16. Pennsylvania Station

Image via Wikimedia Commons,  Detroit Publishing Co. collection at the Library of Congress

The original McKim, Mead and White designed station built for the Pennsylvania Railroad opened in phases and was officially completed in 1910. The massive Beaux-Arts structure was an architectural wonder that spanned two city blocks and 8 acres of land making it the largest indoor public space in the world at the time. The station served as the Manhattan terminus for Long Island Railroad riders who now had direct access to the city via the new and innovative East River Tunnels. Trains also came in on the Pennsylvania Railroad, New Haven and the Lehigh Valley Railroad lines.

The colossal station boasted large windows and a stunning glass atrium which let in natural light that Penn Station commuters today can only dream of. The front exterior was adorned with a colonnade of Roman columns modeled after landmarks such as the Acropolis of Athens while the other sides were inspired by St. Peter’s Square in Vatican City, as well as from the Bank of England headquarters. Despite fervent attempts to preserve the station, it was demolished in the mid-1960s to make way for the present Madison Square Garden and Pennsylvania Plaza. We are left only to wonder what could have been if the original structure were still here today. However, there are still many remnants of the original which can still be found in the current station. You can explore these remnants for yourself on our walking tour of Penn Station!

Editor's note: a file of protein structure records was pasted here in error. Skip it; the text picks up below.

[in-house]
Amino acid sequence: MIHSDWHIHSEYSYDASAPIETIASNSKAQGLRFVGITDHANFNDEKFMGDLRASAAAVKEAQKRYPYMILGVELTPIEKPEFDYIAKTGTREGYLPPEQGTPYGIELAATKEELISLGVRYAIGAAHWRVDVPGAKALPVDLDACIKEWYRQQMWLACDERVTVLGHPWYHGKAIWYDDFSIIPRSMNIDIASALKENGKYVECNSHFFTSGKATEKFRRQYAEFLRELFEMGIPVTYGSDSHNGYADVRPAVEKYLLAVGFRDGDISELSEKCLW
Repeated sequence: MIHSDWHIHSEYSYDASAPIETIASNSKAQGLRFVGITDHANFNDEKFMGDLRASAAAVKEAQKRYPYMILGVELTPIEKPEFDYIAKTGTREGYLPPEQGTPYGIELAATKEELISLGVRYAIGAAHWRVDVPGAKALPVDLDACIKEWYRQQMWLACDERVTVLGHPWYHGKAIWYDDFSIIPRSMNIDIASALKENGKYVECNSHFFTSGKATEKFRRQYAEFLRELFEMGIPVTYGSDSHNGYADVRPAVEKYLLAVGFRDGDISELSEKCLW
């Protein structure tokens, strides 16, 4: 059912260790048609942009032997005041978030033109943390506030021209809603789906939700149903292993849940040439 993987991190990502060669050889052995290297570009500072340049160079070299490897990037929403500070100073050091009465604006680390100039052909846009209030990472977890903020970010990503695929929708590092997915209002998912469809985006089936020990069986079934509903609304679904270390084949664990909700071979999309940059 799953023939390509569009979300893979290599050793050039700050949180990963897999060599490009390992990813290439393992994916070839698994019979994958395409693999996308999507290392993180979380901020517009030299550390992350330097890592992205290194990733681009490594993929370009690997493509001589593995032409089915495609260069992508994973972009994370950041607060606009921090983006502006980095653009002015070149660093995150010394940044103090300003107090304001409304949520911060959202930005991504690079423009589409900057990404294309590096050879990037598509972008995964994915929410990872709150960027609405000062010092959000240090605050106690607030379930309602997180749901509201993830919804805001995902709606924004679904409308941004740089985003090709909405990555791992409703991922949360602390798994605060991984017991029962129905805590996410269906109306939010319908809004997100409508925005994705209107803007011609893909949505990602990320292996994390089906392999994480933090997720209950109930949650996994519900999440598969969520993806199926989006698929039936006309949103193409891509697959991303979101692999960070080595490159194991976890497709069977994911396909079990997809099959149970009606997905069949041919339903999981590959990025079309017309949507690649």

Tour of the Remnants of Penn Station